Cover Your Tracks is the third of Claire Askew’s novels centred around Edinburgh DI, Helen Birch; what is more, it’s the third one I’ve read this year, which says something about the continuing quality of Askew’s writing. Her latest offering focuses on a subject which has been hovering in the wings of both her previous books, namely, missing people. Birch’s own life has been blighted by the disappearance of her younger brother Charlie, a character central to What You Pay For, Askew’s previous book, and, although by no means as troubling, her father has also been absent since she was twelve. Now she finds herself confronted by a belligerent Scottish American, Robertson Bennet, demanding that she locate his missing parents for him. Robertson, or Robert MacDonald as he was born, has had no contact with his family since 1986 and not finding them at the address he expected he considers it the polices’ job to locate them for him. Birch explains, rather more politely than I would have done, that this is not the polices’ job, but Bennet refuses to be put off and returns with what he claims is evidence that his mother may be in danger as a result of his father’s acknowledged aggressive behaviour. Subsequent enquiries confirm that George MacDonald is indeed known to the police but the whereabouts of both him and Bennet’s mother, Euphemia, more commonly called Pharmie, prove to be elusive. Helen‘s superior, DCI McLeod, considers the whole business to be a waste of her time and tells her to hand it over to DC Amy Kato, but Helen is intrigued, and never one to follow orders blindly, is unable to stay away from the case.
Following up on suggestions that George was well known in the train spotting community, it gradually becomes apparent that he had, in fact, ‘helped’ the police with their enquiries far more often than Birch and Kato originally realised, calling himself on those occasions, Ginger Mack, and that almost always his involvement had been in relation to missing women. The novel is punctuated by newspaper reports concerning the disappearance of some of these women, the oldest of which dates back a full fifty years. We read the stories of Suzannah (Suzie) Hay and Christine Turnbull and encounter the heartbreak of Maisie Kerr’s mother, still hoping for news of her daughter who vanished in 1999.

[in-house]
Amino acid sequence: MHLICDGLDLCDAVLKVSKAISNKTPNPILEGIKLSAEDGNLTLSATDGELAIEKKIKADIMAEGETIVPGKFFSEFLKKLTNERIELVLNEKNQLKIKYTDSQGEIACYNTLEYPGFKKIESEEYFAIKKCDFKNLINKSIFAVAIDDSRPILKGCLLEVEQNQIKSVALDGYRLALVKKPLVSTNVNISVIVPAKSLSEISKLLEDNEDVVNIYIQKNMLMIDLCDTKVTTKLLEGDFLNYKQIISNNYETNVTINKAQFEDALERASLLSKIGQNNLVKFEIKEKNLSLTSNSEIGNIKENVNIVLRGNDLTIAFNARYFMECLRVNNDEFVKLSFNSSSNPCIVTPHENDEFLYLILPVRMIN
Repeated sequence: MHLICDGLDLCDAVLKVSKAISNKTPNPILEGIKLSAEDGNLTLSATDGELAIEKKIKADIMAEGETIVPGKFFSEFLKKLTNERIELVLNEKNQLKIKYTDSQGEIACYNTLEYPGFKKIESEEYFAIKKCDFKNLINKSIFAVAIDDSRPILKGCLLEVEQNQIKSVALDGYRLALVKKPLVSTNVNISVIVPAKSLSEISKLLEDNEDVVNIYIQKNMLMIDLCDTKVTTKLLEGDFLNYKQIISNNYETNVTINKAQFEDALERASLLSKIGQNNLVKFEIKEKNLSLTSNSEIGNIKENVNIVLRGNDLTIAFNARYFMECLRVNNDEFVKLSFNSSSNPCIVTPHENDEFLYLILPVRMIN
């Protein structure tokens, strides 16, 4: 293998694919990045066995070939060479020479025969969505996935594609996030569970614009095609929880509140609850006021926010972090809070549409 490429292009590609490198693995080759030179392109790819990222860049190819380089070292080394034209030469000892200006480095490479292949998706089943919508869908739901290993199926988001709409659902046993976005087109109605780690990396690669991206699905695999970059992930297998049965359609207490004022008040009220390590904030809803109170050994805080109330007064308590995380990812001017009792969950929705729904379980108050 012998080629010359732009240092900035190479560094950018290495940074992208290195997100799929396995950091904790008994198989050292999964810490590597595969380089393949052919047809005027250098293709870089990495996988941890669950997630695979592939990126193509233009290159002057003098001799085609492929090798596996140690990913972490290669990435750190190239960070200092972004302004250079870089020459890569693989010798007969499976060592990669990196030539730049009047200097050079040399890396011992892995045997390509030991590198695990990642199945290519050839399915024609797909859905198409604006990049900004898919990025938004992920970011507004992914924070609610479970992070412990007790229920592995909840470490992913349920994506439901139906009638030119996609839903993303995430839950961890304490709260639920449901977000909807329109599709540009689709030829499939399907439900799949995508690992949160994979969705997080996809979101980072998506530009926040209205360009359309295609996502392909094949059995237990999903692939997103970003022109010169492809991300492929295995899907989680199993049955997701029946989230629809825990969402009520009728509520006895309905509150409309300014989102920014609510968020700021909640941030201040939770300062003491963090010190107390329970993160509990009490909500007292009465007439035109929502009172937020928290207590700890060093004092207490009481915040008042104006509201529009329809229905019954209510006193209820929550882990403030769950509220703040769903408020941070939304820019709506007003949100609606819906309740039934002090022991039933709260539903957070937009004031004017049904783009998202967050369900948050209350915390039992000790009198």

Despite McLeod’s edict, Helen becomes more and more involved, but at the same time she is distracted by what is happening to her brother, now serving a long jail sentence. Branded not only because of his association with a senior police officer but also as the man responsible for the jailing of a major crime lord, Charlie almost inevitably, has become the target of prison violence and when this lands him seriously injured in hospital the fact that he has retaliated and is therefore almost certainly looking at an extension to his sentence simply piles the pressure on for his sister. Not, however, that Helen needs Charlie’s help to feel that she is snowed under by family concerns, because after a gap of more than two decades her father has finally got in touch again and unsurprisingly her first thought is that any renewed contact is bound to bring trouble. Perhaps this is why, when an anonymous tipoff is received, Birch misinterprets the message.
And this, I’m afraid, is where I had a problem with the novel because I didn’t misinterpret the message. Despite the amount of crime fiction I read I am normally still hopeless at guessing who done it, let alone how and why but in the case of Cover Your Tracks I had the whole thing sorted from the moment that message arrived, which made the last two-fifths or so of the book something of an anti-climax. I tell you, I could have saved Police Scotland a fortune in digging time! Perhaps for some that would be a minor quibble, but I like the suspense ratcheted up to the end and so ultimately the book was something of a disappointment in terms of plot. Nevertheless, it’s still a very good read simply because of the quality of the writing and the development of the characters and I shall certainly not be put off reading the next in the series, whenever that should be available.
With thanks to Hodder & Stoughton and NetGalley for a review copy.